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The weight of history lies on the spine of memory. That heft and delicate balance are palpable in these rich poems that echo with grief, longing, and observed beauty. From the silence and complexity of the northern wilderness to the vast prairie landscapes stretching across the province, Through Disassembled Houses of Perfect Stones explores self, ancestry, and community through poems which dwell on the page with a satisfying density of imagery. Combining careful observation with sensitive reflection, this work examines the poet's memory and experience as a father, son, husband, and descendent of European settlers married into an Indigenous family living in Northern Manitoba.
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The New York Times-bestselling collection of poems from the award-winning writer Ocean Vuong
"Take your time with these poems, and return to them often." --The Washington Post
How else do we return to ourselves but to fold
The page so it points to the good part
In this deeply intimate second poetry collection, Ocean Vuong searches for life among the aftershocks of his mother's death, embodying the paradox of sitting within grief while being determined to survive beyond it. Shifting through memory, and in concert with the themes of his novel On Earth We're Briefly Gorgeous, Vuong contends with personal loss, the meaning of family, and the cost of being the product of an American war in America. At once vivid, brave, and propulsive, Vuong's poems circle fragmented lives to find both restoration as well as the epicenter of the break.
The author of the critically acclaimed poetry collection Night Sky With Exit Wounds, winner of the 2016 Whiting Award, the 2017 T. S. Eliot Prize, and a 2019 MacArthur fellow, Vuong writes directly to our humanity without losing sight of the current moment. These poems represent a more innovative and daring experimentation with language and form, illuminating how the themes we perennially live in and question are truly inexhaustible. Bold and prescient, and a testament to tenderness in the face of violence, Time Is a Mother is a return and a forging forth all at once.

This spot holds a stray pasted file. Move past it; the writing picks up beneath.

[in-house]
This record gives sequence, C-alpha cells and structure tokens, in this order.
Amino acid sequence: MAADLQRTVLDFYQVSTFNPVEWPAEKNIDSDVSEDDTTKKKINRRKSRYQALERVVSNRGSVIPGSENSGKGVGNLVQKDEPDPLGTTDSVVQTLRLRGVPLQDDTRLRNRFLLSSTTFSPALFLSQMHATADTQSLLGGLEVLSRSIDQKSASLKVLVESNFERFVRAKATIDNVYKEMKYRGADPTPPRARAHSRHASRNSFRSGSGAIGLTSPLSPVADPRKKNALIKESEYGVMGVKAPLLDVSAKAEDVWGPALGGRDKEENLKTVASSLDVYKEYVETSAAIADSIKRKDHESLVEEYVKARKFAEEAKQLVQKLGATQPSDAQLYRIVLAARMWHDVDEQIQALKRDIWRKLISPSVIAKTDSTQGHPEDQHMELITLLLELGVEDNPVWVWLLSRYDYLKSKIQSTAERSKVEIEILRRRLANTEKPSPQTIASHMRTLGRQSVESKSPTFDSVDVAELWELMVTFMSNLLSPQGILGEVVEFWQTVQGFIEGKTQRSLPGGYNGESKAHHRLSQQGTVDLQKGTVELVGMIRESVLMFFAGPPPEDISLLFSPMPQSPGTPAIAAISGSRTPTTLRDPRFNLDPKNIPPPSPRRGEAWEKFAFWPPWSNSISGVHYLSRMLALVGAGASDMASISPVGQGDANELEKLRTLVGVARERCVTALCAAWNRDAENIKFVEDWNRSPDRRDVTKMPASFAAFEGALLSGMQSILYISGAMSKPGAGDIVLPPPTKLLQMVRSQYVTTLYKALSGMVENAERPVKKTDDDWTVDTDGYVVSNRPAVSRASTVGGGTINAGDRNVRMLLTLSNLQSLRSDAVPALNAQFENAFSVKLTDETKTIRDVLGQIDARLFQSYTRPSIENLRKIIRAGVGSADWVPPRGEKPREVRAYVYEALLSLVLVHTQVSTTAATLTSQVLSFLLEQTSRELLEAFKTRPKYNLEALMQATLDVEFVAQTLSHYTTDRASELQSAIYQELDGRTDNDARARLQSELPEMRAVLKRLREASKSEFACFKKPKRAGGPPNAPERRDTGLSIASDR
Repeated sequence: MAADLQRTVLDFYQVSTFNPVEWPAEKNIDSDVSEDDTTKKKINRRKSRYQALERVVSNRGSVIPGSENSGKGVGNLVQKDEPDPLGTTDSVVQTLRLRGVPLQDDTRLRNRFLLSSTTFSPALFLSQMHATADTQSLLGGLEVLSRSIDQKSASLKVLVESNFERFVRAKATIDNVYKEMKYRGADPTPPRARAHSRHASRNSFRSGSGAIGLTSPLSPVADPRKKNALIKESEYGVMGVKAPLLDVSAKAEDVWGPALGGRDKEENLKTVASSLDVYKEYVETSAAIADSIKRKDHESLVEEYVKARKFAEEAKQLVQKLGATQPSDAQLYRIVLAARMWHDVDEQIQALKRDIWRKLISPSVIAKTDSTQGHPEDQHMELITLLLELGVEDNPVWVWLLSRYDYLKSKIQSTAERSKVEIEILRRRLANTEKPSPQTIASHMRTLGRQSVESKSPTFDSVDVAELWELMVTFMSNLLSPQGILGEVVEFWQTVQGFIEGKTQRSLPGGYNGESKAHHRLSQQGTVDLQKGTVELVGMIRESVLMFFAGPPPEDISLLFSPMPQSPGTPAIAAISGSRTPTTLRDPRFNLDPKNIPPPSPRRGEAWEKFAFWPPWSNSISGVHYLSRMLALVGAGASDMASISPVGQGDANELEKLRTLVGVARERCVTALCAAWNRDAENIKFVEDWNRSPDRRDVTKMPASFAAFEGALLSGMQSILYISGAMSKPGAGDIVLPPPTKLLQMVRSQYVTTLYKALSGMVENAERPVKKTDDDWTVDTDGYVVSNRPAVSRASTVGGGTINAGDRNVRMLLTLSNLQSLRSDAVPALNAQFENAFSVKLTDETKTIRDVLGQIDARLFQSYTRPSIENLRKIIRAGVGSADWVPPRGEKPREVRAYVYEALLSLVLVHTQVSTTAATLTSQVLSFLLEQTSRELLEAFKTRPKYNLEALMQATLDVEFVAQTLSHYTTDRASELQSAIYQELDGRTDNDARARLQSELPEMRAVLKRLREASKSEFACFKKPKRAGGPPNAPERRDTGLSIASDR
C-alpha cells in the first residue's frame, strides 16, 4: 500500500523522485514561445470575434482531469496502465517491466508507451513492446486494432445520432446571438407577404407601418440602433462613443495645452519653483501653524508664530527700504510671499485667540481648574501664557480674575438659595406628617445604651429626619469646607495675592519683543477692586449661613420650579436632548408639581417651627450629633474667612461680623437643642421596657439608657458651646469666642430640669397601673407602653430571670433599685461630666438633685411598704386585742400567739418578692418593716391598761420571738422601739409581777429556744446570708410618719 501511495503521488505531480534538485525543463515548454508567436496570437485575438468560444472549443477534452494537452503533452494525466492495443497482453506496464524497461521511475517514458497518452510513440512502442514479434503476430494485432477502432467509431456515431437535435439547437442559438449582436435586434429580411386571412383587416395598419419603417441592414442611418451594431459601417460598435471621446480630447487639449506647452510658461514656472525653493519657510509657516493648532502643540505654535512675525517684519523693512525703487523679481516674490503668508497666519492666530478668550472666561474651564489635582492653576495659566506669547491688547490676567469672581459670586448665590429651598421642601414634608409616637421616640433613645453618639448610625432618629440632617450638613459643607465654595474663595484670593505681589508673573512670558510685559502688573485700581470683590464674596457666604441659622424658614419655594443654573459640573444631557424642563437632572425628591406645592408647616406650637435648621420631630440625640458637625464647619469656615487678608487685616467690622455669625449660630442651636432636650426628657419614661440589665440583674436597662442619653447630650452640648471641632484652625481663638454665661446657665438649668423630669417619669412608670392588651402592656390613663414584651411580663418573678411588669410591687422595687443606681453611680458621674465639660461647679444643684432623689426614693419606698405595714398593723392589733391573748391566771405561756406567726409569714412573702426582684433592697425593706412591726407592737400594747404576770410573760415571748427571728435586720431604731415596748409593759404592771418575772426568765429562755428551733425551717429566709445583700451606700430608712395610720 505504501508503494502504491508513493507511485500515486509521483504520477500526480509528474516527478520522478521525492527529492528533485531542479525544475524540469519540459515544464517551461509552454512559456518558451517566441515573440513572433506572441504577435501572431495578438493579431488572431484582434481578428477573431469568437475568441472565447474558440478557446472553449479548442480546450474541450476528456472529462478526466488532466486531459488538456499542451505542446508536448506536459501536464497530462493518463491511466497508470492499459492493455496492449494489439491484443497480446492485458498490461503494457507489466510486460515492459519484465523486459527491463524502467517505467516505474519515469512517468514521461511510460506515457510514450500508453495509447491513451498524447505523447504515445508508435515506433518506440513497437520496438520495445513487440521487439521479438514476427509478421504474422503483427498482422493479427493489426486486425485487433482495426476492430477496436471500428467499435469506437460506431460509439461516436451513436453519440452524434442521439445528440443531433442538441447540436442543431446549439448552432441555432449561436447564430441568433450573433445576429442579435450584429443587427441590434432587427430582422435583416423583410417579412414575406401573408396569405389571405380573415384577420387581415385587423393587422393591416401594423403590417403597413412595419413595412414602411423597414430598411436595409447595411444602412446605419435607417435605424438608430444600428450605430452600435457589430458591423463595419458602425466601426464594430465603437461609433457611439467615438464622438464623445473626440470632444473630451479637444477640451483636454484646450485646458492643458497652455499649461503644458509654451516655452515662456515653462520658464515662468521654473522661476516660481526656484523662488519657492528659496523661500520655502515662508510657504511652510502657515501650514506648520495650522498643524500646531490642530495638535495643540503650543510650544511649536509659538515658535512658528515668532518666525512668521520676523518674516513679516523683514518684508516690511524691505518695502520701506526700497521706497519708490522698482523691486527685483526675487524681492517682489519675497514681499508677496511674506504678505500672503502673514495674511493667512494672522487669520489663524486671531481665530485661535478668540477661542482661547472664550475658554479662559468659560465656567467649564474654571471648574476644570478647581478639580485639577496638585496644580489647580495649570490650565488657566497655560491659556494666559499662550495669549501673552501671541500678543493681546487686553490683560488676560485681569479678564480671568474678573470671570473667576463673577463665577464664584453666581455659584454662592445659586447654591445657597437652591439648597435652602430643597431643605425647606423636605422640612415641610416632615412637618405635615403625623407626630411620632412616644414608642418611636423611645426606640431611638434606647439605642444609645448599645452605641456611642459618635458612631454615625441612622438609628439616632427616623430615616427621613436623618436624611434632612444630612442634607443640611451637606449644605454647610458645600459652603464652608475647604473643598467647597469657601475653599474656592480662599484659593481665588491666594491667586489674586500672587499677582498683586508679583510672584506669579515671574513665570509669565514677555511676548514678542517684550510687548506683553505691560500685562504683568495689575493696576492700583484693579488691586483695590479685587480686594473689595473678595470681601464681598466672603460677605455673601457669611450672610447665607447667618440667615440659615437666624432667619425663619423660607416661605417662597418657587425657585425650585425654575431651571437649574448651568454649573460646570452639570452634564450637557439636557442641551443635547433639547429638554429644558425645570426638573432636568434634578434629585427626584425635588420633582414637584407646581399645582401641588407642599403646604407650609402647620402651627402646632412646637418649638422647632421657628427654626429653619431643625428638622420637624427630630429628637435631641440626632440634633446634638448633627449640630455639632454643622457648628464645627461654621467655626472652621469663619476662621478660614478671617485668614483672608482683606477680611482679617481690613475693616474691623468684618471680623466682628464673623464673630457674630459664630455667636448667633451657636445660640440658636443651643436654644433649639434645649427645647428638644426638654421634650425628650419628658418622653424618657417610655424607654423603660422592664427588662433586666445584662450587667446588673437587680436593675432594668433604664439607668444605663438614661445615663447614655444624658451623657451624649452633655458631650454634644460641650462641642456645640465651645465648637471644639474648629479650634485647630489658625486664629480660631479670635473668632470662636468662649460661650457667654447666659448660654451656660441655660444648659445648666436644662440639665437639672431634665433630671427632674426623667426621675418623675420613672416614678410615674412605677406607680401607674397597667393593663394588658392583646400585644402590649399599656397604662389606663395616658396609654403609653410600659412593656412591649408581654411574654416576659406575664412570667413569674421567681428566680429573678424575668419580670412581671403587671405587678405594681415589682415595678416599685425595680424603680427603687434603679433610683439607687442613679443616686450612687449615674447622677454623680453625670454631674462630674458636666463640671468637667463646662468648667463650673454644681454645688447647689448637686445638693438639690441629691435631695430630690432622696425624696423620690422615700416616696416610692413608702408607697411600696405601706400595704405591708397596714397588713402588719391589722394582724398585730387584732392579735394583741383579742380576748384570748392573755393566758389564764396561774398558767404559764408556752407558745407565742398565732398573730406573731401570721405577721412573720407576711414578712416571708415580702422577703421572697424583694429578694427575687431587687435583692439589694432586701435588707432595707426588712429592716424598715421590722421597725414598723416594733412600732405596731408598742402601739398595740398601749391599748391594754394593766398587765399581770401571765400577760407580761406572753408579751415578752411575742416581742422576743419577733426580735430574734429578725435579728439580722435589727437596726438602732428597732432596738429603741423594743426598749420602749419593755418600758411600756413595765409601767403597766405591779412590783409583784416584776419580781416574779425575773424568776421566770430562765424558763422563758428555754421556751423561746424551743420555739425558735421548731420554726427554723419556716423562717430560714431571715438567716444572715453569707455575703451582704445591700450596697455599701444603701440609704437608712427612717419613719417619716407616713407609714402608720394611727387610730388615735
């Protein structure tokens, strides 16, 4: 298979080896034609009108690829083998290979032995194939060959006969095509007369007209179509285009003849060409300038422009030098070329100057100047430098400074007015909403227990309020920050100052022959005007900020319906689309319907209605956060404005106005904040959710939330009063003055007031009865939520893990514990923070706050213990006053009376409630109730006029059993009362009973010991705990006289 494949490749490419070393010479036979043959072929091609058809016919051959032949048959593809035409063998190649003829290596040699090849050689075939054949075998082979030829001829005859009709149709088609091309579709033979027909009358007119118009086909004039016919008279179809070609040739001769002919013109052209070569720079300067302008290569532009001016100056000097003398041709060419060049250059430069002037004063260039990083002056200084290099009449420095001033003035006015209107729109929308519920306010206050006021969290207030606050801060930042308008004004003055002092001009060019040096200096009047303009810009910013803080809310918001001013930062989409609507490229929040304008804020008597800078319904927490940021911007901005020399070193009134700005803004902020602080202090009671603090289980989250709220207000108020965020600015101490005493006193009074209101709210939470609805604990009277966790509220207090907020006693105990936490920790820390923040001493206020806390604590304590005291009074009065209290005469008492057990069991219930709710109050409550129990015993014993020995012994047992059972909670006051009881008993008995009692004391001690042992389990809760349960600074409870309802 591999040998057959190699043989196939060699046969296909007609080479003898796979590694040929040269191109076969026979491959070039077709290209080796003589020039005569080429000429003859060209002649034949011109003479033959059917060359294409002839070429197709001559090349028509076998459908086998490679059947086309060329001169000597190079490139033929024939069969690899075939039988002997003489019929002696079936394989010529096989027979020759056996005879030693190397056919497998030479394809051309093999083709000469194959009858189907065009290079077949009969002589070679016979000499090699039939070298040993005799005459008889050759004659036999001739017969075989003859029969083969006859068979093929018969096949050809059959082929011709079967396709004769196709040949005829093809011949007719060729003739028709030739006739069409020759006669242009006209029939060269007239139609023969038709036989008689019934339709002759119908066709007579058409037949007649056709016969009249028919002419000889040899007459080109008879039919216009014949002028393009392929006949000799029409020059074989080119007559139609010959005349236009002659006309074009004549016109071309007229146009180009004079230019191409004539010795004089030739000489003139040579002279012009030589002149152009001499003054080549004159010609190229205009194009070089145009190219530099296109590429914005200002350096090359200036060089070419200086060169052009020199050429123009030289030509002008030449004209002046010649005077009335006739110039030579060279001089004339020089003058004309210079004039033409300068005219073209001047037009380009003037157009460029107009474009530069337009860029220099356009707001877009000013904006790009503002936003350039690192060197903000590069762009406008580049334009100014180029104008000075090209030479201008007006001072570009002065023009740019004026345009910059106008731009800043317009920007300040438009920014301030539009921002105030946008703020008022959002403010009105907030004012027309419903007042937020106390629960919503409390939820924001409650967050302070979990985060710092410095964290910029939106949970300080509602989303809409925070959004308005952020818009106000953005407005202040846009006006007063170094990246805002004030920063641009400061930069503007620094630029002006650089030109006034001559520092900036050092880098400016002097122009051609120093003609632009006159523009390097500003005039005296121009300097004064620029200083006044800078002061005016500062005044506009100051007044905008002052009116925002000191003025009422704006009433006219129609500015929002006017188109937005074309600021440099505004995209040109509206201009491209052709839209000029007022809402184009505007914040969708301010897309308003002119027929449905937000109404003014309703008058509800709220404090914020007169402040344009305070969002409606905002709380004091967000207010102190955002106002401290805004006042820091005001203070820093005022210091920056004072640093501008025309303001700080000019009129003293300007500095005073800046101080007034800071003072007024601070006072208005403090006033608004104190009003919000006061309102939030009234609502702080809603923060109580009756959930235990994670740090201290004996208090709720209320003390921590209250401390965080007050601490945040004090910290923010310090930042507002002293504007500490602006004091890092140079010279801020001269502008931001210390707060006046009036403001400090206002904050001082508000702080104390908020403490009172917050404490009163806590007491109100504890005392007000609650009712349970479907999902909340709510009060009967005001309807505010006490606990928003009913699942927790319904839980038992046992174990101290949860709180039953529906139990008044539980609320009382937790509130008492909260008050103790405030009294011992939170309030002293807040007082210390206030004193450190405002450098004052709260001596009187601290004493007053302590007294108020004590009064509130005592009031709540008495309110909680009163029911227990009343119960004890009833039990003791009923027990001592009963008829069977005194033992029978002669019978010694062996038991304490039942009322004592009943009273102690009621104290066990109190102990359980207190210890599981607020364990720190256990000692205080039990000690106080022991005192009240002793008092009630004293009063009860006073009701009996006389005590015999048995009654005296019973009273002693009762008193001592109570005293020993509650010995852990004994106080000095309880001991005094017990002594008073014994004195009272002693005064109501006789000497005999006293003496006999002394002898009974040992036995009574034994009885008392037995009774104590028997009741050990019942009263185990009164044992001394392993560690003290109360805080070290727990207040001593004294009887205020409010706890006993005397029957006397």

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The poems in Catastrophe Theories reflect an increasingly unstable, surreal, and catastrophic world. Written over the past decade, the poems in Mari-Lou Rowley's oracular work capture the zeitgeist of the moment. A world where human folly and frailty compete with corpocracy and technological determinism against the stubborn magnificence of the natural world. Yet, these poems are neither prescriptive nor hopeless. Exploring the lives and concepts of mathematicians such as Euclid, Hypatia, Alan Turing, and René Thom, along with dream imagery and her love of science and nature, Rowley toys with perception, fractures reality into kaleidoscopic visions, then brings the reader back to small, everyday moments of truth or joy. As her speaker says, "Rejoice or regret. You decide."